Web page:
Take These Easy Steps Now to Avoid Tax Headaches Later
Most of the time we think about taxes only at the end of the year as we prepare to file last year’s taxes. By taking some time now, you can complete some of those tax to-do list action items without the stress.
Taxpayers have until April 15 of the following year to contribute to their Individual Retirement Arrangements, but if you have the financial stability to contribute now, it might make financial sense to do so. Not only do you avoid the rush, but your investments have more time to compound and grow.
Flex Spending Accounts
Flex spending accounts, offered by employers, allow employees to use pretax dollars to pay for eligible health care and dependent care expenses. However, any money left in these accounts at the end of the benefit period is forfeited (generally March 15 of the following year for a health FSA but may vary). This can encourage employees with positive FSA balances near the the end of the benefit period to schedule medical visits and bunch together expenses.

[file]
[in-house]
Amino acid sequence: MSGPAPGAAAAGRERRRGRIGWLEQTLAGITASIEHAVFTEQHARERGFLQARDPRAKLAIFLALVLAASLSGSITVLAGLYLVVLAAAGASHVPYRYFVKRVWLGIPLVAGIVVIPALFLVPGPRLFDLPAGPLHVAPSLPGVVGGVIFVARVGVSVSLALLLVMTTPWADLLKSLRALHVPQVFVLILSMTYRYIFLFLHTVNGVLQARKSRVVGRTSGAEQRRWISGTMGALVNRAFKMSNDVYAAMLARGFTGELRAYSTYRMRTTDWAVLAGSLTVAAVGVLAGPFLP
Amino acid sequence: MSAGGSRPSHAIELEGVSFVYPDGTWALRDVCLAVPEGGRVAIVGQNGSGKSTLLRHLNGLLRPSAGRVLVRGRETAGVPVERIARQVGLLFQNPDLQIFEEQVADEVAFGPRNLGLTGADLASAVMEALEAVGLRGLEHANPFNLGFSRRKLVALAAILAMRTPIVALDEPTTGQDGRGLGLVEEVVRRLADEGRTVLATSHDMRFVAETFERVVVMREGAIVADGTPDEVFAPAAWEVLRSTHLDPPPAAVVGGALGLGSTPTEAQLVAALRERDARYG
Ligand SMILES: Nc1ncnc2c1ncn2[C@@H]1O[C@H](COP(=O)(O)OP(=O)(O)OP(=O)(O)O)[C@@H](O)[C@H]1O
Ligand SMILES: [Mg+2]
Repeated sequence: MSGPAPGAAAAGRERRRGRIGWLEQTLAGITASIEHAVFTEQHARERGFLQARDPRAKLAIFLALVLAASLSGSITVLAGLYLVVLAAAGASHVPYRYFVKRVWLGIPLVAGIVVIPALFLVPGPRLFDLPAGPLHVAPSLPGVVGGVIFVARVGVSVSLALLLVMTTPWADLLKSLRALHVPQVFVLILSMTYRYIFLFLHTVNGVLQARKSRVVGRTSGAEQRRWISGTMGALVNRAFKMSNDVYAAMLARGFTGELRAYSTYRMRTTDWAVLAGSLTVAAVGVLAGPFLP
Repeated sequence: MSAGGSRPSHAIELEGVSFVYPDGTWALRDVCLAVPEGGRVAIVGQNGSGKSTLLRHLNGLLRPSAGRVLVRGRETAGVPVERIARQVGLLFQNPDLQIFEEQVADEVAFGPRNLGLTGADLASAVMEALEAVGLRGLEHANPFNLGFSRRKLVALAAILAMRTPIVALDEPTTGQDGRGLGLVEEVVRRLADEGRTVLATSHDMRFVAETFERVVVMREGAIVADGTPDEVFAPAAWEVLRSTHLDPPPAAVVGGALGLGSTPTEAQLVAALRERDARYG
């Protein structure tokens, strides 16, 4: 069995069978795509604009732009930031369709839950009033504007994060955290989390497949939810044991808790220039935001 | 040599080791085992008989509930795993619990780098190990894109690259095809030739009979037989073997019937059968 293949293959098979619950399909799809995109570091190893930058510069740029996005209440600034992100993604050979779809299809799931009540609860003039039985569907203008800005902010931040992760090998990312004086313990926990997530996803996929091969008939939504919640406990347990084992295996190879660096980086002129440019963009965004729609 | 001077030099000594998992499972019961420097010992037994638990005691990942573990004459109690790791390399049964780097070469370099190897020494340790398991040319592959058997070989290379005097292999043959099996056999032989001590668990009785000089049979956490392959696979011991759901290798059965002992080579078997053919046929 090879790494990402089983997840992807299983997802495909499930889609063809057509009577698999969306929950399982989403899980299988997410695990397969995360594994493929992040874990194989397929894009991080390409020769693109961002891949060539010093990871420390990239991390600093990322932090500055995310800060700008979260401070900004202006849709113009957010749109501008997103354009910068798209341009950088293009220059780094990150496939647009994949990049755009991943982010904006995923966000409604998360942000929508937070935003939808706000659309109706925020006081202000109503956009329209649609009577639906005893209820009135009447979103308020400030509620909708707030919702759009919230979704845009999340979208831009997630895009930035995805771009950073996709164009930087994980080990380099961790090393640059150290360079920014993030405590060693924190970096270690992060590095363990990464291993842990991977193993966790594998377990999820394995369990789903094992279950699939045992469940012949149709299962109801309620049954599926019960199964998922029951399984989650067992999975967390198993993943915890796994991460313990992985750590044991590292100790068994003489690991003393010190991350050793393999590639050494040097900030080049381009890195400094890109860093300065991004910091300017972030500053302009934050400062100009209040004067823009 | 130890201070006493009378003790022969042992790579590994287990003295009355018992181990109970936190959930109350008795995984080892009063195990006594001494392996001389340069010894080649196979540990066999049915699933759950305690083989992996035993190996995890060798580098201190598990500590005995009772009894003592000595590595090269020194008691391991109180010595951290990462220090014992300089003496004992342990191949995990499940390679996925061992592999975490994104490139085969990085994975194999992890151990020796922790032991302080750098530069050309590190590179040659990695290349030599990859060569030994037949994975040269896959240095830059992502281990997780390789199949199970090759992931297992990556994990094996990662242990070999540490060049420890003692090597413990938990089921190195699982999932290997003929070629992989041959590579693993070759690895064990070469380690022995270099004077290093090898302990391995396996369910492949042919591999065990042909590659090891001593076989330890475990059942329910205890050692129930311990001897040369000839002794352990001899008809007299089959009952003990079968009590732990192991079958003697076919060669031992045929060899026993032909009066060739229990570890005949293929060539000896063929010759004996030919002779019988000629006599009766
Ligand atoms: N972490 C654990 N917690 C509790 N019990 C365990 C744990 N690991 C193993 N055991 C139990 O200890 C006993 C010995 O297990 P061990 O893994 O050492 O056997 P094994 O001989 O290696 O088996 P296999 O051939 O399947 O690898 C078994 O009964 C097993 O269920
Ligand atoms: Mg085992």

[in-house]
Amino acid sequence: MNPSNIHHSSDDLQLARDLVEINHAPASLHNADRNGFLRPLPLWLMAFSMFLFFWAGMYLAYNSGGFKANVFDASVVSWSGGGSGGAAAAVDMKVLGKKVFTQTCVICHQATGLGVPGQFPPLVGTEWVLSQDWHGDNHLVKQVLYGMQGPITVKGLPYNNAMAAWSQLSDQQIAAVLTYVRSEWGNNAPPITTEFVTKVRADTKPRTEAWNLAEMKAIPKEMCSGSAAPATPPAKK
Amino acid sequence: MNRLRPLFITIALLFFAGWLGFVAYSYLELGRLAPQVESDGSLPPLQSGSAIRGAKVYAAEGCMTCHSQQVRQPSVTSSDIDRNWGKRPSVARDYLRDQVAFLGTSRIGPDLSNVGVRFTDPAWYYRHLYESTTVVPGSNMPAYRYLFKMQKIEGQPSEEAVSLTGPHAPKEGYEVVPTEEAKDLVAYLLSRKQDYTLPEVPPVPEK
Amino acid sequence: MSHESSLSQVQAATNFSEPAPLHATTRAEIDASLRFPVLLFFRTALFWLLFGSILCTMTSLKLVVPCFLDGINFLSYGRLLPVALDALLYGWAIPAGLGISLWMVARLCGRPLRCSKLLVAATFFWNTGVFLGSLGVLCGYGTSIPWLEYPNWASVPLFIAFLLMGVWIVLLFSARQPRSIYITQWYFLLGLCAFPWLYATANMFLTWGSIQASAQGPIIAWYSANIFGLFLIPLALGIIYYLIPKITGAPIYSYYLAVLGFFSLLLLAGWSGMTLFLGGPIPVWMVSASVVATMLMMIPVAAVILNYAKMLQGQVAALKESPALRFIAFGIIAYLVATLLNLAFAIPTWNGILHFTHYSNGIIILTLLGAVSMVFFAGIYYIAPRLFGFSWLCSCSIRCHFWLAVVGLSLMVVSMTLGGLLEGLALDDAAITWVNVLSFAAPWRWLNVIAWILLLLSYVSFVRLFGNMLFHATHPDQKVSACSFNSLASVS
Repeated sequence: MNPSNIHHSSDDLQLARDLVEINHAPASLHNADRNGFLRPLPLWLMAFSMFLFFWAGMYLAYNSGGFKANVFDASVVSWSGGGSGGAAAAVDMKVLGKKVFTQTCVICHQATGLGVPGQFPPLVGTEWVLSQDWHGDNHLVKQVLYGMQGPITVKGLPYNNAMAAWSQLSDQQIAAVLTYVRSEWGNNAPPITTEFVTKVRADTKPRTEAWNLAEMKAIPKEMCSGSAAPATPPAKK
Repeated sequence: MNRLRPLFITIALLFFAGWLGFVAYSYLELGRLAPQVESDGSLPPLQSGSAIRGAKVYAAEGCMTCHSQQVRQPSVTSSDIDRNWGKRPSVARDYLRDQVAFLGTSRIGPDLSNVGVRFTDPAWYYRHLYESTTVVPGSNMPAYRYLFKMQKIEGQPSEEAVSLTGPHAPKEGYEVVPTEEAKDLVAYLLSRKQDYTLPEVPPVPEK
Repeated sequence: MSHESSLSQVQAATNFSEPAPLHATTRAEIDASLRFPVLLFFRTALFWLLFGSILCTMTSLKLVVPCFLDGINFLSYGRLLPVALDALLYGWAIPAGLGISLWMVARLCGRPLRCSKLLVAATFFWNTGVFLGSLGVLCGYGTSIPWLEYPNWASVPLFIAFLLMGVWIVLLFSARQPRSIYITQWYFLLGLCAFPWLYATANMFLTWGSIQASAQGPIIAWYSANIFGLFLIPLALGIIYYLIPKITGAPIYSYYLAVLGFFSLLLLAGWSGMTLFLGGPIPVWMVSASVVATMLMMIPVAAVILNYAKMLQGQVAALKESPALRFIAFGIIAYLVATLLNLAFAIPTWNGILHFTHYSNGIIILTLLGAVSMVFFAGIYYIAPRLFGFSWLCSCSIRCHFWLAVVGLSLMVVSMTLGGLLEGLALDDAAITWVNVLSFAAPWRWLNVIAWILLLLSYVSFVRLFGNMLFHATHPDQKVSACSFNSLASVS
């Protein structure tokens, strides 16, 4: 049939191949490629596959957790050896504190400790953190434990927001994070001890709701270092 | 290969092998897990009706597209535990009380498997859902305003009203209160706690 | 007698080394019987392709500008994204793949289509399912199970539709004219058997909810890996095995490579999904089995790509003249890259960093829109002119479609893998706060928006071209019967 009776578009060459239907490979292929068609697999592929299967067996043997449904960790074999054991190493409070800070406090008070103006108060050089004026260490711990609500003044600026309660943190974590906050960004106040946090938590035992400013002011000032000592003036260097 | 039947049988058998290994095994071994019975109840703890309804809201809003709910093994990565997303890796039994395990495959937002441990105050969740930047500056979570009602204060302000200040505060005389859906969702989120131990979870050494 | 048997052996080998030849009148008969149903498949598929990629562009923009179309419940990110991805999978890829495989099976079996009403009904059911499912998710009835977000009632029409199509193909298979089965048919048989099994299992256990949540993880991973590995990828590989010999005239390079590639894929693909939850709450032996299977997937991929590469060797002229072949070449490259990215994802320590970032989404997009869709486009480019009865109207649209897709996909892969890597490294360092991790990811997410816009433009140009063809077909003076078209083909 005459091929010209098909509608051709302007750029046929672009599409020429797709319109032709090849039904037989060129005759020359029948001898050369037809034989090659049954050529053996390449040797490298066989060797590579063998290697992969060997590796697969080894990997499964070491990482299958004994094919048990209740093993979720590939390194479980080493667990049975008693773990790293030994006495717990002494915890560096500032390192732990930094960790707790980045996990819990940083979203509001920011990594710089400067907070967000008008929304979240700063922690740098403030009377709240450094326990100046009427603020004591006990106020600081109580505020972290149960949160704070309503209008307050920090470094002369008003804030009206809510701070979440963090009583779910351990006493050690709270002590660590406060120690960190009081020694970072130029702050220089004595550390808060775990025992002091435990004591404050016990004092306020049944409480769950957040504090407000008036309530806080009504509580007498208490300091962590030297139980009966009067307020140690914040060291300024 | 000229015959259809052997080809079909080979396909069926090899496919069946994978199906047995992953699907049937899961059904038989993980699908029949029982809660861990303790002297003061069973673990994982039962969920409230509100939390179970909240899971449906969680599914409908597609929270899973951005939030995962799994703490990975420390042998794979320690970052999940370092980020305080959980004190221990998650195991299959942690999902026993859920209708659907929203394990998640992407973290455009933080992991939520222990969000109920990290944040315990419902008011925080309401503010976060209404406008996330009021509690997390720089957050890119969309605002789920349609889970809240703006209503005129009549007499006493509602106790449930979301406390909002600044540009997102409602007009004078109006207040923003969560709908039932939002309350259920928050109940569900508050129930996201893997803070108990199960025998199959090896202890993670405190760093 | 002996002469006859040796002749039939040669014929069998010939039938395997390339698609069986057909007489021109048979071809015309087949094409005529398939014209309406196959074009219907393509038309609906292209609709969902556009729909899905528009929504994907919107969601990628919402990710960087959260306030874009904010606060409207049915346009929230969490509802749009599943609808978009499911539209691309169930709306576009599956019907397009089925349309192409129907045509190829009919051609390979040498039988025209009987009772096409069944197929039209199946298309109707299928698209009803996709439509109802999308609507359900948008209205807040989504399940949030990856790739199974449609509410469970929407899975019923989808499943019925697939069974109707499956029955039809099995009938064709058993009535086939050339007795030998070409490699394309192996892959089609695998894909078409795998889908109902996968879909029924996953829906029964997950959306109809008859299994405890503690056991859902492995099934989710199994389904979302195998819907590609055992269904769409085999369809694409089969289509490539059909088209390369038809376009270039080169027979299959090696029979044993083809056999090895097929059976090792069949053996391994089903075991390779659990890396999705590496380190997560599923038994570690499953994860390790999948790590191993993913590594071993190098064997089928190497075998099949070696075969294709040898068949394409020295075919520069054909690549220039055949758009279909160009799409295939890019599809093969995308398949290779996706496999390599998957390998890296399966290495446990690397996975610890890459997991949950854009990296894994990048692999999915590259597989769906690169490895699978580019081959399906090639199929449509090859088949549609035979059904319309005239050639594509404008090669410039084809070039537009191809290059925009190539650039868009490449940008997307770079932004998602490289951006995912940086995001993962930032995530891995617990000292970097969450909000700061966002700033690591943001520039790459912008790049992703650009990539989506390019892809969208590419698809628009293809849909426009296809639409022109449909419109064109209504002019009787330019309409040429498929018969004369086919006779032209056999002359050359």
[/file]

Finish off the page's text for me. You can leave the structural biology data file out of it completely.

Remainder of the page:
Instead of rushing to see the doctor at the end of the benefit period, consider making an appointment in the late summer or early fall. A medical checkup now will also allow you to better understand what health expenses you might face in the coming year and better plan for what amount you should have deducted for your FSA in the coming year.
Withholding and Life Events
If you find yourself always facing a balance due or always getting a refund when you file your taxes, you might want to change your withholding. If you didn’t make the changes immediately after you filed your return, take the time to make the changes now.
If you had a life event in the first half of the year, (birth, death, marriage, etc.) take some time in the second half to adjust your withholding so that you either do not have a large tax bill or a large tax refund. The IRS has an online calculator to help determine what your W-4 should show. If you’ve had a complicated January-June, you might want to meet with someone knowledgeable about taxes before making withholding changes.
To change your withholding allowances, submit a W-4 to your employer.
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